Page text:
An unidentified flying object
(usually abbreviated to UFO or U.F.O.) is any unusual apparent object or phenomenon in the sky whose cause cannot be identified
by the observer, or (in a narrower definition) by investigators; though in popular usage it more loosely means alien spacecraft, being one explanation (among several) offered for such sightings. Though
UFO sightings have occurred throughout history, modern interest in them dates from World War II, since when governments have investigated UFO reports, often
from a military perspective, and UFO researchers have investigated, written about and created organizations devoted to the
Studies have established
that the majority of UFOs are observations of some real but conventional object—most commonly aircraft, balloons, noctilucent clouds, nacreous clouds, or astronomical objects such as meteors or bright planets — that
have been misidentified by the observer as anomalies, while a small percentage of reported UFOs are hoaxes. However, after
excluding these incorrect reports, between 5% and 20% of the total remain unexplained, and so can be classified as unidentified
in the strictest sense. Many such reports have been made by trained observers such as pilots, police and the military; some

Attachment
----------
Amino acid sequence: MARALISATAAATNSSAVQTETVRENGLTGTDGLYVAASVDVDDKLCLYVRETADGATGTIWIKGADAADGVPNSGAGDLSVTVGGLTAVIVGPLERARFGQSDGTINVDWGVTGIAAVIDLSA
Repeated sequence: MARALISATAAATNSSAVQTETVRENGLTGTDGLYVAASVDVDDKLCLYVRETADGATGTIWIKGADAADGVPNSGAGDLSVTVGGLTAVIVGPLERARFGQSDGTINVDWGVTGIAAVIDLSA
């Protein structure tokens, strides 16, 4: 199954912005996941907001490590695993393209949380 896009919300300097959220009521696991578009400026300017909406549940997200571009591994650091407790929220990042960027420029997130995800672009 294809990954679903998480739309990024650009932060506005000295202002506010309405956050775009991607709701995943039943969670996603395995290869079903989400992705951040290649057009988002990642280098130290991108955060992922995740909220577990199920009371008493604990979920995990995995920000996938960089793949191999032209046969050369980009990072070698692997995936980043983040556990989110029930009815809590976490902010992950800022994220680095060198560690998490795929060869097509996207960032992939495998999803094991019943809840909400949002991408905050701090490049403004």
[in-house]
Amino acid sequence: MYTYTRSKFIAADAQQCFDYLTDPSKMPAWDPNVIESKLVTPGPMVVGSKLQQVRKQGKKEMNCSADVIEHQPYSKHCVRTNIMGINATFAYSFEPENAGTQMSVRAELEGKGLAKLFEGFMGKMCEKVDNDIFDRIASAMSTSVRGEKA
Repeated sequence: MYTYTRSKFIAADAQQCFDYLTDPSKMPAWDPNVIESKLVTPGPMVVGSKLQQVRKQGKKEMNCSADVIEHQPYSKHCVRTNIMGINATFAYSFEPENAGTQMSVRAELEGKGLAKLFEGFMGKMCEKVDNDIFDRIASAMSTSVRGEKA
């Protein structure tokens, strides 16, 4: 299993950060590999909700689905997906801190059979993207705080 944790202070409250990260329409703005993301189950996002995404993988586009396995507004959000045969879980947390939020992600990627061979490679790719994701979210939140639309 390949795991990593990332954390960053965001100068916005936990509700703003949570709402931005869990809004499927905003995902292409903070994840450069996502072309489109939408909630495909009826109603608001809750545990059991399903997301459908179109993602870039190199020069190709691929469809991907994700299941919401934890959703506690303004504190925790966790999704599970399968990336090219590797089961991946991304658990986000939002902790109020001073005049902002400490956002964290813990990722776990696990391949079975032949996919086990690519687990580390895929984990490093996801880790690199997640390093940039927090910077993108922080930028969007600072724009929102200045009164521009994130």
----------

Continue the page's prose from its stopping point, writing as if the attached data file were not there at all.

involve radar traces, so not all reports are visual. Proponents of an extraterrestrial hypothesis believe that these unidentified reports are of alien spacecraft,
though various other hypotheses have been proposed.
While UFOs have been the
subject of extensive investigation by various governments, and some scientists support the extraterrestrial hypothesis, few
scientific papers about UFOs have been published in peer-reviewed journals. There has been some debate in the scientific community about whether any scientific investigation into UFO sightings
The first widely publicized
U.S. sighting, reported by private pilot Kenneth Arnold in June 1947, gave rise to the popular terms "flying saucer" and "flying disc", of which the former is still sometimes used, even though
Arnold said the most of the objects he saw were not totally circular and one was crescent-shaped (see Kenneth_Arnold_UFO_sighting for details).
The term "UFO" was first
suggested in 1952 by Cpt. Edward J. Ruppelt, who headed Project Blue Book, then the USAF's official investigation of UFOs. Ruppelt felt that "flying
saucer" did not reflect the diversity of the sightings. He suggested that UFO should be pronounced as a word — you-foe.
However it is now usually pronounced by forming each letter: U.F.O. His term was quickly adopted by the United States Air Force , which also briefly used "UFOB". The Air Force initially defined
UFOs as those objects that remain unidentified after scrutiny by expert investigators, though today the term UFO is often
used for any unexplained sighting regardless of whether it has been investigated.
Because the term
UFO is ambiguous - referring either to any unidentified sighting, or in popular usage to alien spacecraft - and the public
and media ridicule sometimes associated with the topic, some investigators now prefer to use other terms such as unidentified